# Estimate of threshold values for 7-qubit Steane code with qiskit (or stim)

I have trouble recreating the graphs shown in this paper https://arxiv.org/pdf/quant-ph/0508176.pdf i.e. the quadratic trend of the logical error against physical single qubit error for [7,1,3] code

I attempted to do the simplest case, the logical error rate graph for a transversal H gate and wrote the following piece of quantum circuit with qiskit,

 lz = ['0000000', '1010101', '1100110', '0110011',
'1111000', '0101101', '0011110', '1001011']

for ind, pi in enumerate(p):
error_1 = noise.depolarizing_error(4 * pi / 3, 1)
error_2 = noise.depolarizing_error(16 * pi / 15, 2)
nm = noise.NoiseModel()
nm.add_all_qubit_quantum_error(error_1, ['id', 'h'])

s = 0
fid = 0
for i in tqdm(range(n)):
lq = QuantumRegister(7)
x_anc = QuantumRegister(3)
z_anc = QuantumRegister(3)
x_syn = ClassicalRegister(3)
z_syn = ClassicalRegister(3)
qc = QuantumCircuit(x_anc, z_anc, lq, x_syn, z_syn)

# prepare a logical 0 state as in [AGP05][1]
perf_qc_0(qc, lq)
# to compute threshold of transversal H gate
qc.h(lq)

EC(qc, x_anc, z_anc, lq, x_syn, z_syn)

# append a noiseless transversal H as reverse operation
qc.append(h_nl, [lq])
qc.measure_all()

run = backend.run(qc, noise_model=nm, shots=1).result() #
mmt = list(run.get_counts().keys())[0]

# if measurement returns to space spanned by logical 0 components, accept
if (mmt[:7] in lz):
s += 1

le[ind] = 1-s/n
print("logical error rate is {}".format(le[ind]))


The error correction gadget I have is

def EC(qc, x_anc, z_anc, lq, x_syn, z_syn):
# Syndrome measurements
qc.h(x_anc)
qc.h(z_anc)

qc.cx(z_anc[2], [lq[i - 1] for i in [4, 5, 6, 7]])
qc.cx(z_anc[1], [lq[i - 1] for i in [2, 3, 6, 7]])
qc.cx(z_anc[0], [lq[i - 1] for i in [1, 3, 5, 7]])

qc.cz(x_anc[2], [lq[i - 1] for i in [4, 5, 6, 7]])
qc.cz(x_anc[1], [lq[i - 1] for i in [2, 3, 6, 7]])
qc.cz(x_anc[0], [lq[i - 1] for i in [1, 3, 5, 7]])

qc.h(x_anc)
qc.h(z_anc)
qc.measure(x_anc, x_syn)
qc.measure(z_anc, z_syn)

# Apply correction X gates
for i in range(1,8):
qc.x(lq[i-1]).c_if(x_syn, i)

# Apply correction Z gates
for i in range(1,8):
qc.z(lq[i-1]).c_if(z_syn, i)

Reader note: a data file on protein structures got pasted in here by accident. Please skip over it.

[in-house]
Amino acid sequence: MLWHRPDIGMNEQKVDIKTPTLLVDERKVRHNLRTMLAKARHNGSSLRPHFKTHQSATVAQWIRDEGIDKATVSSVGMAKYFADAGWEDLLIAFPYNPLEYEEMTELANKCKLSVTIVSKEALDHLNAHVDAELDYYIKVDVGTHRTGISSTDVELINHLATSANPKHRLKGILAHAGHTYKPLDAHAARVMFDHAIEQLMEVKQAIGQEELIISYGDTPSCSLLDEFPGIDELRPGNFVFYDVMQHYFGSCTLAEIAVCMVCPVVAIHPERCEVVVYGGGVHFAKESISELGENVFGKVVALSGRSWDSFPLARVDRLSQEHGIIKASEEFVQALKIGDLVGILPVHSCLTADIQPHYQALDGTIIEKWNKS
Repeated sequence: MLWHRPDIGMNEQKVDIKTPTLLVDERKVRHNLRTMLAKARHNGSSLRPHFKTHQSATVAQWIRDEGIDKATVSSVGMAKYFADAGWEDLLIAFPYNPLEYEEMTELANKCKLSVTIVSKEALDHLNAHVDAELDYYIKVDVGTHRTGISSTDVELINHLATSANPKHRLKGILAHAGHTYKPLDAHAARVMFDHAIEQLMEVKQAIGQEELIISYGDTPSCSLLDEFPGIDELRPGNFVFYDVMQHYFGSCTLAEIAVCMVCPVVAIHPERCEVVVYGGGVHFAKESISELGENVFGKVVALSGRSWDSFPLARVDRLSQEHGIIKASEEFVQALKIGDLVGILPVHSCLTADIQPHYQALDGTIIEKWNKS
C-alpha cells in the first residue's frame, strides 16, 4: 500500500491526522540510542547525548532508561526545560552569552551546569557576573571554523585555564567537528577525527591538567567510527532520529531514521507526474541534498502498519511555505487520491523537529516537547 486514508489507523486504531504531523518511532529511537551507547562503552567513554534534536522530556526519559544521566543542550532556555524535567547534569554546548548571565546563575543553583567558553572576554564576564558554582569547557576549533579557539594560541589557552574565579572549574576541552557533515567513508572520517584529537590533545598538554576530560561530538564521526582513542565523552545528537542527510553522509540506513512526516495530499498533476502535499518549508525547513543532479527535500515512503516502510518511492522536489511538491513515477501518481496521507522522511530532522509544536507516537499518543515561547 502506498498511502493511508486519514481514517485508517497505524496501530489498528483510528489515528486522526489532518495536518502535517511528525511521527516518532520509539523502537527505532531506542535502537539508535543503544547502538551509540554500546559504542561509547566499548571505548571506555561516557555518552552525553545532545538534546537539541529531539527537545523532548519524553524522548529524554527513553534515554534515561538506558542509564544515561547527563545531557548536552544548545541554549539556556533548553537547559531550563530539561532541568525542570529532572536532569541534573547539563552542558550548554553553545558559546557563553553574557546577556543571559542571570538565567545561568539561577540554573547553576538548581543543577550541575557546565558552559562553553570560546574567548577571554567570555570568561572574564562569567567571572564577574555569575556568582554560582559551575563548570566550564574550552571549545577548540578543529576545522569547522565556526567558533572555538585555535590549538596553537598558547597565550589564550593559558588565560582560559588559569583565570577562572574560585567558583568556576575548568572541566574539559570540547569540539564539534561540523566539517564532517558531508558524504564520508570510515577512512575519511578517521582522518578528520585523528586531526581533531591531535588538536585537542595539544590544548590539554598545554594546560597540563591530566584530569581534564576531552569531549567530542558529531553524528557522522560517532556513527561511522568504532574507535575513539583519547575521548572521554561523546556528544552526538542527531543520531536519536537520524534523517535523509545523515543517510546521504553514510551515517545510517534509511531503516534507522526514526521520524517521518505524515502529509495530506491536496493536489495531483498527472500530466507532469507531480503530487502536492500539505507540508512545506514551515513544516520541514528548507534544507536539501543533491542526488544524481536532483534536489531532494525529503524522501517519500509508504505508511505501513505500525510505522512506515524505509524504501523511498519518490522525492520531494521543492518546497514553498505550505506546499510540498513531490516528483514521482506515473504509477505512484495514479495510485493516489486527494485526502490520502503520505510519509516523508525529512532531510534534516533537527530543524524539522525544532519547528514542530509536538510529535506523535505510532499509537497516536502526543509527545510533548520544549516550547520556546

The graph I obtain is more of a linear trend for some reason ...

I must have done something wrong but I can't see where. I'm still quite new to QECC so thanks if you can help!!

Update: I found that Stim is a library specifically for QECC, however I'm not sure how to implement Steane code with correct decoder in pymatching. Anyone can help?

• where have you built in an error correcting code and error correction? Jan 6 at 16:15
• @DaftWullie Hi I updated my question. I did the simplest Steane syndrome extraction, as in Fig1 of the paper link. But it's still not the trend expected. What exactly should I do to obtain the corresponding graphs? Jan 6 at 16:43

## 1 Answer

I think the issue you are running into is that the construction used in that paper, which they say comes from this other paper, is not just a [[7,1,3]] code. It's a [[7,1,3]] code concatenated some number of times, with a special rule of some sort for redoing the stabilizer measurements if errors are detected in the lower levels.

If you put circuit noise into a normal [[7,1,3]] circuit, as it measures its stabilizers, there are error locations that cause a logical error with no symptoms. This is probably why yours isn't working: you're bounded by those errors.

• Thanks a lot! I'll try to implement the construction. As these are some papers 2 decades ago, what structure do people nowadays use for fault-tolerant Steane code? Would you maybe name a few papers? And also ... I wonder how people used to generate these graphs so smoothly back in the day without the current simulators Jan 8 at 14:22
• @AndyLiuin I wrote this blog post recently that covers various ways of doing fault-tolerant measurements. abdullahkhalid.com/blog/2022/Oct/26/… Jan 9 at 0:44
• @AbdullahKhalid Thanks! I've just read it. Could I ask, were you able to generate the quadratic graph of logical error vs physical error and deduce the threshold with this cat state EC? Jan 9 at 1:15